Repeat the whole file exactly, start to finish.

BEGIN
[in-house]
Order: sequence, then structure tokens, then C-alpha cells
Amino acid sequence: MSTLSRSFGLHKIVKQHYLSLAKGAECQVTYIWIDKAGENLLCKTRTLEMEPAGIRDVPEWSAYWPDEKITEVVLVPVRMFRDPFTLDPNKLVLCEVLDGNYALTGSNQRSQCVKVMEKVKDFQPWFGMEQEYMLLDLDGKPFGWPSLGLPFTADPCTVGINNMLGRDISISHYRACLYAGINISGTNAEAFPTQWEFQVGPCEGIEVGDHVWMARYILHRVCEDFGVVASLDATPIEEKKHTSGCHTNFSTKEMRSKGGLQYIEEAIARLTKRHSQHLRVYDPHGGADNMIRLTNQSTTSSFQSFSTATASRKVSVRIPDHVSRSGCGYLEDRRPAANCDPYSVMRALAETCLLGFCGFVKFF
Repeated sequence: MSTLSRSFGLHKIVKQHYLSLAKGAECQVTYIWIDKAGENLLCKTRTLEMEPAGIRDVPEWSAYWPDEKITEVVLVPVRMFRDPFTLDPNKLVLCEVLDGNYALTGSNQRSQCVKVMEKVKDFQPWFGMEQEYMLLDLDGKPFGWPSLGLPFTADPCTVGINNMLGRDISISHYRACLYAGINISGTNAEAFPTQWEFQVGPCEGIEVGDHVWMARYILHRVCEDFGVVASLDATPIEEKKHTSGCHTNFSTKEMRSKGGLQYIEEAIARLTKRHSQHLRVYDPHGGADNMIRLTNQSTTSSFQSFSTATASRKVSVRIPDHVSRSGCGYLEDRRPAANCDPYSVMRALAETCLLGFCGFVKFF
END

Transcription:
[in-house]
Order: sequence, then structure tokens, then C-alpha cells
Amino acid sequence: MSTLSRSFGLHKIVKQHYLSLAKGAECQVTYIWIDKAGENLLCKTRTLEMEPAGIRDVPEWSAYWPDEKITEVVLVPVRMFRDPFTLDPNKLVLCEVLDGNYALTGSNQRSQCVKVMEKVKDFQPWFGMEQEYMLLDLDGKPFGWPSLGLPFTADPCTVGINNMLGRDISISHYRACLYAGINISGTNAEAFPTQWEFQVGPCEGIEVGDHVWMARYILHRVCEDFGVVASLDATPIEEKKHTSGCHTNFSTKEMRSKGGLQYIEEAIARLTKRHSQHLRVYDPHGGADNMIRLTNQSTTSSFQSFSTATASRKVSVRIPDHVSRSGCGYLEDRRPAANCDPYSVMRALAETCLLGFCGFVKFF
Repeated sequence: MSTLSRSFGLHKIVKQHYLSLAKGAECQVTYIWIDKAGENLLCKTRTLEMEPAGIRDVPEWSAYWPDEKITEVVLVPVRMFRDPFTLDPNKLVLCEVLDGNYALTGSNQRSQCVKVMEKVKDFQPWFGMEQEYMLLDLDGKPFGWPSLGLPFTADPCTVGINNMLGRDISISHYRACLYAGINISGTNAEAFPTQWEFQVGPCEGIEVGDHVWMARYILHRVCEDFGVVASLDATPIEEKKHTSGCHTNFSTKEMRSKGGLQYIEEAIARLTKRHSQHLRVYDPHGGADNMIRLTNQSTTSSFQSFSTATASRKVSVRIPDHVSRSGCGYLEDRRPAANCDPYSVMRALAETCLLGFCGFVKFF